Inclusivity

In this series of posts, I am exploring aspects of the AJC that I believe contribute to making it a unique church. None of these posts are official church statements, they are my own views and observations as a member of the communion.

One of the distinctive things about the AJC is our inclusivity. This manifests in several ways.

Usually the first way that strikes people when meeting the church is the last statement in our statement of principles:

We recognize the Sacred Flame to be present in all Beings and therefore our Offices are open to all humanity without discrimination on the basis of gender, race, social status or sexual orientation.

This seemingly anodyne statement, nudged into the list right at the end, has a range of radical consequences which painlessly locate us as a church in the current era.

We ordain women and gay, lesbian, bisexual and transgender folk as deacons, priests and bishops. This isn’t something we’ve struggled with and come to tolerate; it’s a natural, effortless consequence of our founding principles. No argument required.

We marry any two people who are prepared to commit to making a marriage together. Simple. (EDIT: That is, any two people who are of a legal age to marry, who aren’t already married to someone else, who the celebrant is convinced are making a genuine commitment – we simplify the gender stuff, not the rest of it)

We offer the Eucharist to any person prepared to receive it, baptised or not, Christian or not.

I believe there is a pattern underlying the way these norms arise that we see manifest in various ways in the AJC. My way of describing that pattern is: it’s more important to maintain clarity about the centre than it is to merely police the boundaries. We certainly do police boundaries from time to time, but clarity about the centre means that’s a lot less necessary.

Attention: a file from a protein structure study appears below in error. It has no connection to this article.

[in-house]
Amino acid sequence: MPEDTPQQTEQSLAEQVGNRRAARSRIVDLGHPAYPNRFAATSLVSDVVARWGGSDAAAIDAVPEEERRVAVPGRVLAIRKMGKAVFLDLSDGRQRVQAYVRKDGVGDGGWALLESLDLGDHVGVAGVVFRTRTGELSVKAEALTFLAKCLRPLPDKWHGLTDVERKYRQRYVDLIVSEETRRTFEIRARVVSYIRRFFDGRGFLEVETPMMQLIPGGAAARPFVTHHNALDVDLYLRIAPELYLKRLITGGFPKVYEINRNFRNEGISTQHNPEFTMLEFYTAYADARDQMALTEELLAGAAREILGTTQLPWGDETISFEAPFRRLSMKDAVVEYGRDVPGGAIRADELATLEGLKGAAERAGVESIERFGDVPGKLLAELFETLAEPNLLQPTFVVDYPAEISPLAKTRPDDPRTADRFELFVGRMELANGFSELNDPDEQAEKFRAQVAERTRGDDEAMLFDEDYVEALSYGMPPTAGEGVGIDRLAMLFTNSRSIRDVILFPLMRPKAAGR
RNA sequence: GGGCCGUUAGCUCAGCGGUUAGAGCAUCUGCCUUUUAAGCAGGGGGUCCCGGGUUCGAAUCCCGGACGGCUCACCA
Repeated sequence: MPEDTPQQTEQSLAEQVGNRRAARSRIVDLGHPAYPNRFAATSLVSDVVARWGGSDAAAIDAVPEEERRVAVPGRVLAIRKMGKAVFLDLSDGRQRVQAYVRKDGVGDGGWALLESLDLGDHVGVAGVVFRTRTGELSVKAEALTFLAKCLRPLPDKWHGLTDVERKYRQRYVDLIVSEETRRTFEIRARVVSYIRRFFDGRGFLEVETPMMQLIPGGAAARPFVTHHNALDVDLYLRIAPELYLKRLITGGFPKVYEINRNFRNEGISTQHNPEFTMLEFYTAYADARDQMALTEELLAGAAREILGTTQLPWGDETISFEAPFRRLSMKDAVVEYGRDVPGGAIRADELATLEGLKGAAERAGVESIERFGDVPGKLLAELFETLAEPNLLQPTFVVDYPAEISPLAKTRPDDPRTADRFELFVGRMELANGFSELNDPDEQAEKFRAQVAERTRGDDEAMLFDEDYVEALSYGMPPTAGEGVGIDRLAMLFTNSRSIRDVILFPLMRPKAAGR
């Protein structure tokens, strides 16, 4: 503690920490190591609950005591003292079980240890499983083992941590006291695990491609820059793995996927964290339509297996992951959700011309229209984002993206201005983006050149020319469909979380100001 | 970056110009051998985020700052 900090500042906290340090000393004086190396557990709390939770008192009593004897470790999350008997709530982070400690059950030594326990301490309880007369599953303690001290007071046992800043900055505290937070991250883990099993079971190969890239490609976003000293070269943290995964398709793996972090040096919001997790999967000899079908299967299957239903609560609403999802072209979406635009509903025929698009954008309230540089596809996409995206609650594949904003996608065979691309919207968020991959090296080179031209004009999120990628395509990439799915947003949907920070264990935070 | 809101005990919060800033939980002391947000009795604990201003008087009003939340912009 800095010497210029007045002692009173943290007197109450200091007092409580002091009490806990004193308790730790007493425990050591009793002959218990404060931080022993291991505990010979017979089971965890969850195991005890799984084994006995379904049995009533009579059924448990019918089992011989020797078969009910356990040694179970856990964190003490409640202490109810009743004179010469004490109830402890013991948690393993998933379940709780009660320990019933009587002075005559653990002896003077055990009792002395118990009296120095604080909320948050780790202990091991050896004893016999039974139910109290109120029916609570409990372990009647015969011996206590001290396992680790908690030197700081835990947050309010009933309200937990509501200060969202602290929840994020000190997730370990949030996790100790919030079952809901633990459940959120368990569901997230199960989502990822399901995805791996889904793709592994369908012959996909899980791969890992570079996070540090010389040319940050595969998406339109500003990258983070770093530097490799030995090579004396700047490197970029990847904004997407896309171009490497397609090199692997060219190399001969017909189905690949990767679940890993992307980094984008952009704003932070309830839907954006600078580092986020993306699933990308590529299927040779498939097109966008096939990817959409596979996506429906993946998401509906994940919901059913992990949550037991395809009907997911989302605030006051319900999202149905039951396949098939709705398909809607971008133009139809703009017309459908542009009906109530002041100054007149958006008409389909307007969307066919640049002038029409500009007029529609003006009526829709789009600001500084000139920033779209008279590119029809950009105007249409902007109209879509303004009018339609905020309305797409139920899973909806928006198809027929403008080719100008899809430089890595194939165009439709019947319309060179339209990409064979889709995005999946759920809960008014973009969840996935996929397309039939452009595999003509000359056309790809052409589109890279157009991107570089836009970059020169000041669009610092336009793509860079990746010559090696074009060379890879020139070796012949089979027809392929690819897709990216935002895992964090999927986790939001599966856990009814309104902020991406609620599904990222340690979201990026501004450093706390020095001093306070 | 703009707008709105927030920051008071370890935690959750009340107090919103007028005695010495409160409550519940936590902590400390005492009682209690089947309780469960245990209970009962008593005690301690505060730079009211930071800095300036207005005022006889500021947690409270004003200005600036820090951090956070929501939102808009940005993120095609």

In this case, the centre is the experience of the Sacred Flame present in all beings and an understanding that our role as a church is to point out the Flame, to foster an individual’s experience and awareness of it in their own being and to get out of the damn way.

Obviously, those three consequences (inclusive ordination, simplified marriage, open communion) are some of the advantages that arise from being an organisation founded in the third millennium. We get to choose what aspects of Being Church we draw out of history rather than being the captive of organisational norms and cultural prejudices stretching back to the feudal era in Europe.

While we are a young organisation, we also embed an ancient tradition. In the next post, I’d like to explore some consequences of inclusivity in our tradition and the way the Clear Centre pattern plays out in how we engage with theology and scripture.

13 responses to “Inclusivity

  1. I’m glad you’ve given birth to the series, Father Tim+.

    It seems to me there’s an opportunity for reverence to be extended for any move that is required to be made from the centre towards the boundaries. Such a move would inevitably involve adopting a perspective and taking a contextual position, and while I would envisage that a clear starting point could only enhance a transmission from centre to boundary, maybe the principles of tonglen (forgive me, I’ve yet to find a Christian equivalent) could be utilised upon discerning a short-term need to defend boundaries. Embracing the trinity of the view of someone within the diameter, someone on the edge of the radius and someone perpendicular of the situation altogether might be the work of a shift from the core that is identified by the principles of the church?

    Thanks for getting here,
    From she who’s always movin’,
    Trish

  2. I’m glad you’ve given birth to the series, Father Tim+.